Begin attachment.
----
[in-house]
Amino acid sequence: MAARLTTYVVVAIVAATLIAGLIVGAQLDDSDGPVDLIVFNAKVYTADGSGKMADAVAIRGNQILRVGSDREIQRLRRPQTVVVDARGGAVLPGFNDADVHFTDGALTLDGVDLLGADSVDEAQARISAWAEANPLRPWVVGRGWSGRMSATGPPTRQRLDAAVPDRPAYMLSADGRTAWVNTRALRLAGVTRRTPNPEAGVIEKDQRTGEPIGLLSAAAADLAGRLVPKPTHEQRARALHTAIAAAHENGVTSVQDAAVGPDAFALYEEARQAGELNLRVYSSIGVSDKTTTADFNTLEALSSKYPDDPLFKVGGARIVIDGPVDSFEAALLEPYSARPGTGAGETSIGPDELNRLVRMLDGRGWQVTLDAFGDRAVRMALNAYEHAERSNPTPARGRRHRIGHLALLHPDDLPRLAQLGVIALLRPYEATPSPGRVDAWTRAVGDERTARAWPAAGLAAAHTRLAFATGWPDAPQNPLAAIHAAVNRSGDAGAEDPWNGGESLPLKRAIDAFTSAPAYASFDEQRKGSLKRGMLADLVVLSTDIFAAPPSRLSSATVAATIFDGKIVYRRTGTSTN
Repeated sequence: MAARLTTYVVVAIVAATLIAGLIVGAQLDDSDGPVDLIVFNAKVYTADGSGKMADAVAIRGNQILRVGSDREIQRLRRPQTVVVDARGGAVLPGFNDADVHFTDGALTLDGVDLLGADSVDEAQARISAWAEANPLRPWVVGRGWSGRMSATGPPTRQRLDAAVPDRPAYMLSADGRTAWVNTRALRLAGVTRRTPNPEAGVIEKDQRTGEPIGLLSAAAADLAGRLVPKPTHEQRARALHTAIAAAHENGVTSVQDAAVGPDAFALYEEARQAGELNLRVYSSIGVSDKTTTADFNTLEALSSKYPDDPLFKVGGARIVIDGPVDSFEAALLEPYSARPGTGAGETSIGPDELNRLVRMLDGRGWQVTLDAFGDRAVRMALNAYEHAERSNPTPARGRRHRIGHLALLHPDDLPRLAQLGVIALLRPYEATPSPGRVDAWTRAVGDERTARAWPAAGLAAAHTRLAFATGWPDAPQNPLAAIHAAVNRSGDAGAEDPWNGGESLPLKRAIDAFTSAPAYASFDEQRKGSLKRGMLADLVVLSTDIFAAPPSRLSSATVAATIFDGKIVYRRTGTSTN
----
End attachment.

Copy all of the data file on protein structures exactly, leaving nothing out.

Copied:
[in-house]
Amino acid sequence: MAARLTTYVVVAIVAATLIAGLIVGAQLDDSDGPVDLIVFNAKVYTADGSGKMADAVAIRGNQILRVGSDREIQRLRRPQTVVVDARGGAVLPGFNDADVHFTDGALTLDGVDLLGADSVDEAQARISAWAEANPLRPWVVGRGWSGRMSATGPPTRQRLDAAVPDRPAYMLSADGRTAWVNTRALRLAGVTRRTPNPEAGVIEKDQRTGEPIGLLSAAAADLAGRLVPKPTHEQRARALHTAIAAAHENGVTSVQDAAVGPDAFALYEEARQAGELNLRVYSSIGVSDKTTTADFNTLEALSSKYPDDPLFKVGGARIVIDGPVDSFEAALLEPYSARPGTGAGETSIGPDELNRLVRMLDGRGWQVTLDAFGDRAVRMALNAYEHAERSNPTPARGRRHRIGHLALLHPDDLPRLAQLGVIALLRPYEATPSPGRVDAWTRAVGDERTARAWPAAGLAAAHTRLAFATGWPDAPQNPLAAIHAAVNRSGDAGAEDPWNGGESLPLKRAIDAFTSAPAYASFDEQRKGSLKRGMLADLVVLSTDIFAAPPSRLSSATVAATIFDGKIVYRRTGTSTN
Repeated sequence: MAARLTTYVVVAIVAATLIAGLIVGAQLDDSDGPVDLIVFNAKVYTADGSGKMADAVAIRGNQILRVGSDREIQRLRRPQTVVVDARGGAVLPGFNDADVHFTDGALTLDGVDLLGADSVDEAQARISAWAEANPLRPWVVGRGWSGRMSATGPPTRQRLDAAVPDRPAYMLSADGRTAWVNTRALRLAGVTRRTPNPEAGVIEKDQRTGEPIGLLSAAAADLAGRLVPKPTHEQRARALHTAIAAAHENGVTSVQDAAVGPDAFALYEEARQAGELNLRVYSSIGVSDKTTTADFNTLEALSSKYPDDPLFKVGGARIVIDGPVDSFEAALLEPYSARPGTGAGETSIGPDELNRLVRMLDGRGWQVTLDAFGDRAVRMALNAYEHAERSNPTPARGRRHRIGHLALLHPDDLPRLAQLGVIALLRPYEATPSPGRVDAWTRAVGDERTARAWPAAGLAAAHTRLAFATGWPDAPQNPLAAIHAAVNRSGDAGAEDPWNGGESLPLKRAIDAFTSAPAYASFDEQRKGSLKRGMLADLVVLSTDIFAAPPSRLSSATVAATIFDGKIVYRRTGTSTN